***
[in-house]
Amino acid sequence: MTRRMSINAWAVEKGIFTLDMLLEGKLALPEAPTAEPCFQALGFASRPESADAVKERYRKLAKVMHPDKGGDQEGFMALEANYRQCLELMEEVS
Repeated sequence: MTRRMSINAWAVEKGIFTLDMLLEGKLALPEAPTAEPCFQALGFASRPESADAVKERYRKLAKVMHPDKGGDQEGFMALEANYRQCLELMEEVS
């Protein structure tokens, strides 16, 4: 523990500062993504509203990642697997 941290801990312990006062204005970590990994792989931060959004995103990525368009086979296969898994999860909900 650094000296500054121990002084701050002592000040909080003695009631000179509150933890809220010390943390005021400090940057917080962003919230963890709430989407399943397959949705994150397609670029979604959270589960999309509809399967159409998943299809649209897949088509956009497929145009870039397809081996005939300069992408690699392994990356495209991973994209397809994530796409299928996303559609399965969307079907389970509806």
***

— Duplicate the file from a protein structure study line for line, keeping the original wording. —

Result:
[in-house]
Amino acid sequence: MTRRMSINAWAVEKGIFTLDMLLEGKLALPEAPTAEPCFQALGFASRPESADAVKERYRKLAKVMHPDKGGDQEGFMALEANYRQCLELMEEVS
Repeated sequence: MTRRMSINAWAVEKGIFTLDMLLEGKLALPEAPTAEPCFQALGFASRPESADAVKERYRKLAKVMHPDKGGDQEGFMALEANYRQCLELMEEVS
């Protein structure tokens, strides 16, 4: 523990500062993504509203990642697997 941290801990312990006062204005970590990994792989931060959004995103990525368009086979296969898994999860909900 650094000296500054121990002084701050002592000040909080003695009631000179509150933890809220010390943390005021400090940057917080962003919230963890709430989407399943397959949705994150397609670029979604959270589960999309509809399967159409998943299809649209897949088509956009497929145009870039397809081996005939300069992408690699392994990356495209991973994209397809994530796409299928996303559609399965969307079907389970509806």